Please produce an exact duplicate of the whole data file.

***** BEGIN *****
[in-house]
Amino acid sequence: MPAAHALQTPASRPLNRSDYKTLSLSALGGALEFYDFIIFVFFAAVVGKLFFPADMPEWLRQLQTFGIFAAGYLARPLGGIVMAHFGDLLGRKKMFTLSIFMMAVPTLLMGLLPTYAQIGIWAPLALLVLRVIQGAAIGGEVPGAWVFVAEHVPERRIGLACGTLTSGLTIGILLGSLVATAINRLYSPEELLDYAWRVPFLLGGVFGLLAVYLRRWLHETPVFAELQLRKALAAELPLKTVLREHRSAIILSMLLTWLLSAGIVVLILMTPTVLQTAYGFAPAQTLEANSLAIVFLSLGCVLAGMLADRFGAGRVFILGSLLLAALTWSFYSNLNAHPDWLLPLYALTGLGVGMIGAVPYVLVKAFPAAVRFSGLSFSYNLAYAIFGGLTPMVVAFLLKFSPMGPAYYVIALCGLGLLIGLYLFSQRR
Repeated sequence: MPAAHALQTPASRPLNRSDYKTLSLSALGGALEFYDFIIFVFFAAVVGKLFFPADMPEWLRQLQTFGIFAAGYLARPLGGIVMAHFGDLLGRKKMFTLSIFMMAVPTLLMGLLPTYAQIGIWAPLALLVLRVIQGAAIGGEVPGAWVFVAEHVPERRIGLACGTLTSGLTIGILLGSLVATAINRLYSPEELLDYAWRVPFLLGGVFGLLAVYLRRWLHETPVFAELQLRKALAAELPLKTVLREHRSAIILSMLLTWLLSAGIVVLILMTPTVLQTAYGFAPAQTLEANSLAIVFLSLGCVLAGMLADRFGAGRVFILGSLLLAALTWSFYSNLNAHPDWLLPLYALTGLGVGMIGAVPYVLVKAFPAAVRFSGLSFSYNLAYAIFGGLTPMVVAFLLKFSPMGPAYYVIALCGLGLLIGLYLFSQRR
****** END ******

[in-house]
Amino acid sequence: MPAAHALQTPASRPLNRSDYKTLSLSALGGALEFYDFIIFVFFAAVVGKLFFPADMPEWLRQLQTFGIFAAGYLARPLGGIVMAHFGDLLGRKKMFTLSIFMMAVPTLLMGLLPTYAQIGIWAPLALLVLRVIQGAAIGGEVPGAWVFVAEHVPERRIGLACGTLTSGLTIGILLGSLVATAINRLYSPEELLDYAWRVPFLLGGVFGLLAVYLRRWLHETPVFAELQLRKALAAELPLKTVLREHRSAIILSMLLTWLLSAGIVVLILMTPTVLQTAYGFAPAQTLEANSLAIVFLSLGCVLAGMLADRFGAGRVFILGSLLLAALTWSFYSNLNAHPDWLLPLYALTGLGVGMIGAVPYVLVKAFPAAVRFSGLSFSYNLAYAIFGGLTPMVVAFLLKFSPMGPAYYVIALCGLGLLIGLYLFSQRR
Repeated sequence: MPAAHALQTPASRPLNRSDYKTLSLSALGGALEFYDFIIFVFFAAVVGKLFFPADMPEWLRQLQTFGIFAAGYLARPLGGIVMAHFGDLLGRKKMFTLSIFMMAVPTLLMGLLPTYAQIGIWAPLALLVLRVIQGAAIGGEVPGAWVFVAEHVPERRIGLACGTLTSGLTIGILLGSLVATAINRLYSPEELLDYAWRVPFLLGGVFGLLAVYLRRWLHETPVFAELQLRKALAAELPLKTVLREHRSAIILSMLLTWLLSAGIVVLILMTPTVLQTAYGFAPAQTLEANSLAIVFLSLGCVLAGMLADRFGAGRVFILGSLLLAALTWSFYSNLNAHPDWLLPLYALTGLGVGMIGAVPYVLVKAFPAAVRFSGLSFSYNLAYAIFGGLTPMVVAFLLKFSPMGPAYYVIALCGLGLLIGLYLFSQRR